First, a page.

£10 kidney failure test developed

Published: Tuesday 24th February 2015 by The News Editor

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Patients at risk of kidney failure could soon be identified using a £10 device similar to a pregnancy test.

A British company is developing a device which relies on nanotechnology to detect protein in the urine.

According to a new report, it could “revolutionise” the care of patients with chronic kidney disease (CKD), which costs the NHS more than £1.4 billion a year.

An estimated one million people in the UK have undiagnosed CKD that causes no initial symptoms but can potentially lead to kidney failure or even death.

The “quantitative electrochemical lateral flow assay” (QELFA) uses a dip stick in the same way as a pregnancy test to look for protein in the urine.

London-based company Bio Nano Consulting is working on the device and expects to market it in the next three to five years. It is likely to cost around £10 – roughly the same as a pregnancy test.

The device could be designed to show a test result with a number display or colour change, or both, and to transmit it electronically to a GP or specialist.

Proteinuria – protein in the urine – is a hall mark of kidney disease and occurs when protein that should be retained by the body is allowed to leak out of the kidneys.

Using current technology, monitoring and testing for proteinuria is time consuming and costly.

The new device is highlighted in a report from the Institution of Mechanical Engineers (IME), Nanotechnology: The Societal Impact of the Invisible.

Nanotechnology involves manipulating amounts of substances so small that their usual properties are altered.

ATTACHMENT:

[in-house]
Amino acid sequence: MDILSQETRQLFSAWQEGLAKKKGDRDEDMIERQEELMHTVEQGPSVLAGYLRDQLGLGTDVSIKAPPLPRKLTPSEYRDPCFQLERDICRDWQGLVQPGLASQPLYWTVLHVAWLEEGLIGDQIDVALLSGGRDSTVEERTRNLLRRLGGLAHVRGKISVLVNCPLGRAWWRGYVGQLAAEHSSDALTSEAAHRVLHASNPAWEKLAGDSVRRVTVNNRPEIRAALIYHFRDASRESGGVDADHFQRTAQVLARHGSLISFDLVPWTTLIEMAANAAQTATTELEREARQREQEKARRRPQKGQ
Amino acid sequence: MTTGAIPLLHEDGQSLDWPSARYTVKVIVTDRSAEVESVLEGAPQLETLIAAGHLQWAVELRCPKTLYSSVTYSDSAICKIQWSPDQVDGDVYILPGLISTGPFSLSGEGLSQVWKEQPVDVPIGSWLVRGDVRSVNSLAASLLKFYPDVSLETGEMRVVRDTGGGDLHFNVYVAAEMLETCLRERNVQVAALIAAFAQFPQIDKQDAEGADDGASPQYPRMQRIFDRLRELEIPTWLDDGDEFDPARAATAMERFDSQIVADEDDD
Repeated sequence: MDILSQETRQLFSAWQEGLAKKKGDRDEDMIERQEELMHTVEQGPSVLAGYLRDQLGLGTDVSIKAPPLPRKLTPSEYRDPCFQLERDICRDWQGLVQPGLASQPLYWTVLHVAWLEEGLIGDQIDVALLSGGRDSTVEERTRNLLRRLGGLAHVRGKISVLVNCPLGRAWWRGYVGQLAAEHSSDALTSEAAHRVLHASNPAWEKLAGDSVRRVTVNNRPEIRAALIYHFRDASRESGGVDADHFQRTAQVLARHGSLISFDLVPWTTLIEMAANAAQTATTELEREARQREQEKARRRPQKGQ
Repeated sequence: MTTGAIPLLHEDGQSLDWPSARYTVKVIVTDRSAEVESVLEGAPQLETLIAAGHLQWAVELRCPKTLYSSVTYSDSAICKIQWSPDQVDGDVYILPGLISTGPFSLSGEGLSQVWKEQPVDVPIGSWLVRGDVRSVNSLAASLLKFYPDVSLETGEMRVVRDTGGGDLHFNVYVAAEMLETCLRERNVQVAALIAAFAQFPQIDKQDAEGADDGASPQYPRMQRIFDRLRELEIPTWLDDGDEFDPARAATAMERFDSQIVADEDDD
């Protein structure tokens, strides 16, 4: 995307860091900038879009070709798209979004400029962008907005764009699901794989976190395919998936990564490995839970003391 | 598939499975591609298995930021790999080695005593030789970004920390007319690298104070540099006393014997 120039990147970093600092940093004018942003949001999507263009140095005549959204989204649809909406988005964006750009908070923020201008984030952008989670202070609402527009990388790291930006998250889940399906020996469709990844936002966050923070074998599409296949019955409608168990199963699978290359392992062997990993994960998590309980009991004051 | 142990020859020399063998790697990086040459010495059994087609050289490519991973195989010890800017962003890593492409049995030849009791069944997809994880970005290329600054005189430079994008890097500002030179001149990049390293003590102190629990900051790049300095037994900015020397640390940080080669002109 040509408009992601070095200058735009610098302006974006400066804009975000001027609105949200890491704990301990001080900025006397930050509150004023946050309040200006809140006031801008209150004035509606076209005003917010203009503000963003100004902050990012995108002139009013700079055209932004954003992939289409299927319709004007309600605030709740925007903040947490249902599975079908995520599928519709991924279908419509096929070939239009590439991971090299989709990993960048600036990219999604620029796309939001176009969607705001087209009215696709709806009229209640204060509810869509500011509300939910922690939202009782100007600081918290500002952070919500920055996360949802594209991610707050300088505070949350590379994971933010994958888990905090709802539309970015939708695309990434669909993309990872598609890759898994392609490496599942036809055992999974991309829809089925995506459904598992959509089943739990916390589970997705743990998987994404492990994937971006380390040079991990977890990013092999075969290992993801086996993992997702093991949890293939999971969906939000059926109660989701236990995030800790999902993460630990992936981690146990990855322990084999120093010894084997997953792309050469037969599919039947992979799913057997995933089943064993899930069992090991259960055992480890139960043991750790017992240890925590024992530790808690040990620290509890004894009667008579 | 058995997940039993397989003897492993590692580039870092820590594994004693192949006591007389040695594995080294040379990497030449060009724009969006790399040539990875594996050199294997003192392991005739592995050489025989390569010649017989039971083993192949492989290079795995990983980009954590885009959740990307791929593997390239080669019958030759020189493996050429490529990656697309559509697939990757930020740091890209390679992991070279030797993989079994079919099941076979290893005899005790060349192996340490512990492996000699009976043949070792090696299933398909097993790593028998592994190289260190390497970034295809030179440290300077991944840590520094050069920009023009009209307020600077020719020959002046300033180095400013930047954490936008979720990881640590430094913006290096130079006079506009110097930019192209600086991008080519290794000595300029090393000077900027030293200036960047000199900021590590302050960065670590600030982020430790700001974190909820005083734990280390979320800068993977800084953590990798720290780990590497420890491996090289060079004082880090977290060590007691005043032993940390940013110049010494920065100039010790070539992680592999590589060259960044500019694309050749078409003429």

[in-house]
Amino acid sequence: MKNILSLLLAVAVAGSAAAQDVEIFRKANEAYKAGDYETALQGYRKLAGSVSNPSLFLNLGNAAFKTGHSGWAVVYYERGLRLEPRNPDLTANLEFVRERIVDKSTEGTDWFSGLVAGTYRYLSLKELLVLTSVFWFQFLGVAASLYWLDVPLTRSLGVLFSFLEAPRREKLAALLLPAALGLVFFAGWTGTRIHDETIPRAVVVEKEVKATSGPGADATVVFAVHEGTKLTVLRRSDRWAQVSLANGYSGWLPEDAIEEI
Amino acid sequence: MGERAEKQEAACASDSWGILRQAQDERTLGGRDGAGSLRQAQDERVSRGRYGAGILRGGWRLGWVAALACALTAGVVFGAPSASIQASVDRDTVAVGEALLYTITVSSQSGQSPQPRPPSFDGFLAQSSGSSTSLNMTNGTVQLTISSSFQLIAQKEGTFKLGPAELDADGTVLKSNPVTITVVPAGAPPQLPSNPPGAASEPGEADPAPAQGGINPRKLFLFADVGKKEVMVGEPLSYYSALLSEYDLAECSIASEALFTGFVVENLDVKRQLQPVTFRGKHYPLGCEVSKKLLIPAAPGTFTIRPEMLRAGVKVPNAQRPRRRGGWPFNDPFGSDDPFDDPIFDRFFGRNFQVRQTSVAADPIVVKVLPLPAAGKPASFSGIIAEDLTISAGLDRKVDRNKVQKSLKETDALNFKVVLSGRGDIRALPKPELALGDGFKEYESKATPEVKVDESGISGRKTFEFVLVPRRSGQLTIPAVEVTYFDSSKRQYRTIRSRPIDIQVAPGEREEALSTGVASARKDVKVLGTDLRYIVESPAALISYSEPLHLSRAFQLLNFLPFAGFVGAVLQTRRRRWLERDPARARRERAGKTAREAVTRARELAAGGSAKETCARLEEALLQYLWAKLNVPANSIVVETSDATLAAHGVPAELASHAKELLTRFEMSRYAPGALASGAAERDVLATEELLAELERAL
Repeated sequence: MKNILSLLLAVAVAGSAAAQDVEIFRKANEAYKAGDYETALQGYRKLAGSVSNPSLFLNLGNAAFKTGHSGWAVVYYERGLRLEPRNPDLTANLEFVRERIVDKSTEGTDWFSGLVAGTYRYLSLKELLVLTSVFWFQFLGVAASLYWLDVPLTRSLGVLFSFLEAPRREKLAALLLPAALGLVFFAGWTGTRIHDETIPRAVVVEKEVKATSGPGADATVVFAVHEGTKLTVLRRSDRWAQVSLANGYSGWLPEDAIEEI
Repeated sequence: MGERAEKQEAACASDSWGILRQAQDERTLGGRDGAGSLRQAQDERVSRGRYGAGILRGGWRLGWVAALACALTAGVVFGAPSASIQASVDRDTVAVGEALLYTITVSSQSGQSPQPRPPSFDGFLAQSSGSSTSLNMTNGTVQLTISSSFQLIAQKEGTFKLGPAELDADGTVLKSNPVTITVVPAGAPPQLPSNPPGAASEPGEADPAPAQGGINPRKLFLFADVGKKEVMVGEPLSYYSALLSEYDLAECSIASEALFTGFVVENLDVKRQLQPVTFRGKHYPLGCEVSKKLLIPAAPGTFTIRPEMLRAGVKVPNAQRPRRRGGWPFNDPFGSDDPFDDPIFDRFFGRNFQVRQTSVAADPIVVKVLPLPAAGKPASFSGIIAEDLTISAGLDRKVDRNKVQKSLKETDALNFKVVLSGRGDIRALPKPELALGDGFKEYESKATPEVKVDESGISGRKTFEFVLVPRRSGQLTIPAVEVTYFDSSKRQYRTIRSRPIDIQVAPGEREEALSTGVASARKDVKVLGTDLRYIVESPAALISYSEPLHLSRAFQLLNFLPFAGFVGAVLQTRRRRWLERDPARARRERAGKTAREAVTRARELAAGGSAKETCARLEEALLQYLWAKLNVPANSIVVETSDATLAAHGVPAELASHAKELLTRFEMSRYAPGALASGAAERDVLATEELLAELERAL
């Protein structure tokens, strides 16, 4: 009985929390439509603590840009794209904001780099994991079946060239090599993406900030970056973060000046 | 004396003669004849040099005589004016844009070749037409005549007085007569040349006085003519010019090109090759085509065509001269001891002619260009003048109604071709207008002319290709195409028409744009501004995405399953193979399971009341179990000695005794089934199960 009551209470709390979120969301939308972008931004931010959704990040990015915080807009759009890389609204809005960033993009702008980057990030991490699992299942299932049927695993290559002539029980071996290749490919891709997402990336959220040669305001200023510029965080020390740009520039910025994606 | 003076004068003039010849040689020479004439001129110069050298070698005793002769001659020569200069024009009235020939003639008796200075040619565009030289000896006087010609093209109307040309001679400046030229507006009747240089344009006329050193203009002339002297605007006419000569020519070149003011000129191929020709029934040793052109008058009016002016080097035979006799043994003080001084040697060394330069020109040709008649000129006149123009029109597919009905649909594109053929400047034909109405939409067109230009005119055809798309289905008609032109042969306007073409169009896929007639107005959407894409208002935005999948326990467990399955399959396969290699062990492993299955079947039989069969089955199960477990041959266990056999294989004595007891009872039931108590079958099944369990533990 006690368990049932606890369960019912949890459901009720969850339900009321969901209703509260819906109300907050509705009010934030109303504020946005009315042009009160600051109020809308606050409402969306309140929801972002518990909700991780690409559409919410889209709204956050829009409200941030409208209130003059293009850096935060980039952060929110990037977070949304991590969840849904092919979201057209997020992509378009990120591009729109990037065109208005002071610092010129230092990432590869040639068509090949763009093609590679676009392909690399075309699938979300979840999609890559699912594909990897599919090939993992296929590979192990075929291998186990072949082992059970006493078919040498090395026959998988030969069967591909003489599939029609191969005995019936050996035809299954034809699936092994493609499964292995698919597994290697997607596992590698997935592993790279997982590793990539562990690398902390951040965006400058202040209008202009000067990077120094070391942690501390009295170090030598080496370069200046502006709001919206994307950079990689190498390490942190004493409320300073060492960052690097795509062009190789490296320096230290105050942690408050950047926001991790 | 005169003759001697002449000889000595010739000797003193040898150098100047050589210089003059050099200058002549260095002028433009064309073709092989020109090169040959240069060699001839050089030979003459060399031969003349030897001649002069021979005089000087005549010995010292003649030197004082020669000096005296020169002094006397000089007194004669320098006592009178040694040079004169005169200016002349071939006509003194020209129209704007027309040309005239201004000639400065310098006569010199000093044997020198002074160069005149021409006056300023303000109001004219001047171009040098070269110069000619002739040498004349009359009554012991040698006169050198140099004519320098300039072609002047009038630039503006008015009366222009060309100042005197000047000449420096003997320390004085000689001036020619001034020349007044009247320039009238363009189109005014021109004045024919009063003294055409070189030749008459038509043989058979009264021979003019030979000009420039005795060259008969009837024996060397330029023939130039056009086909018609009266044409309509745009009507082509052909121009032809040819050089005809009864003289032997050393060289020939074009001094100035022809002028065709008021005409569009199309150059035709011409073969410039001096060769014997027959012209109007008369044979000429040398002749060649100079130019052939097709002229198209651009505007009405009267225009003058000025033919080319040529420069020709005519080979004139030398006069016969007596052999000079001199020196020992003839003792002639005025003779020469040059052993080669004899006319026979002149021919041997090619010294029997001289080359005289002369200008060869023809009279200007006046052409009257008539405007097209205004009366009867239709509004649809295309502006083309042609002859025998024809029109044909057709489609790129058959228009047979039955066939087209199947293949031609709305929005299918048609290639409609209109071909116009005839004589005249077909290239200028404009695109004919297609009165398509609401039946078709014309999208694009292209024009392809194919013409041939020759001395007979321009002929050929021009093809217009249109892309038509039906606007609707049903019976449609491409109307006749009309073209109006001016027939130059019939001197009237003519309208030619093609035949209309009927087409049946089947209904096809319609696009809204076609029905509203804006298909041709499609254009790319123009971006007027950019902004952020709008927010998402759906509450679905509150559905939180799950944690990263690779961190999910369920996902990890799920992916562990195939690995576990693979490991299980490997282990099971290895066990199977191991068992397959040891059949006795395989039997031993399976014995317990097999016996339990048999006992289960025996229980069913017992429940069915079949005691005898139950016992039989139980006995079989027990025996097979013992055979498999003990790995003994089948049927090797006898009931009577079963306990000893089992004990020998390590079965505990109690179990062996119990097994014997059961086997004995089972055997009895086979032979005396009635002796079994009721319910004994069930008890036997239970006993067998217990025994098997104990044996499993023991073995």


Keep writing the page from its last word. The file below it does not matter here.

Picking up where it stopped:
Silver, for instance, acquires potent anti-bacterial properties at nanoscale levels.

The report’s author Dr Helen Meese, head of materials at the IME, said: “Nanotechnology could revolutionise the way we live our lives – it can be used in everything from food and healthcare to electronics, clothing and cosmetics.

“But despite its 40 years in the public domain, the nanotechnology industry is still failing to engage with society in an open and clear way, and governments continue to lack impetus in committing to international regulation. The UK Government must provide more funding to ensure that the UK benefits fully from nanotechnology’s potential.

“The QELFA device is a brilliant example of what’s possible. Using an old technology like a pregnancy tester and combining it with nanotechnology, you have a device which could not only diagnose the million people in the UK who are unaware they have kidney disease, but also help doctors effectively monitor those undergoing treatment. It could also save the NHS millions of pounds a year.”

A spokesman for Bio Nano Consulting said a two-year development programme had started but no prototype device had yet been produced.

He expected it to reach the market in three to five years.

Published: Tuesday 24th February 2015 by The News Editor

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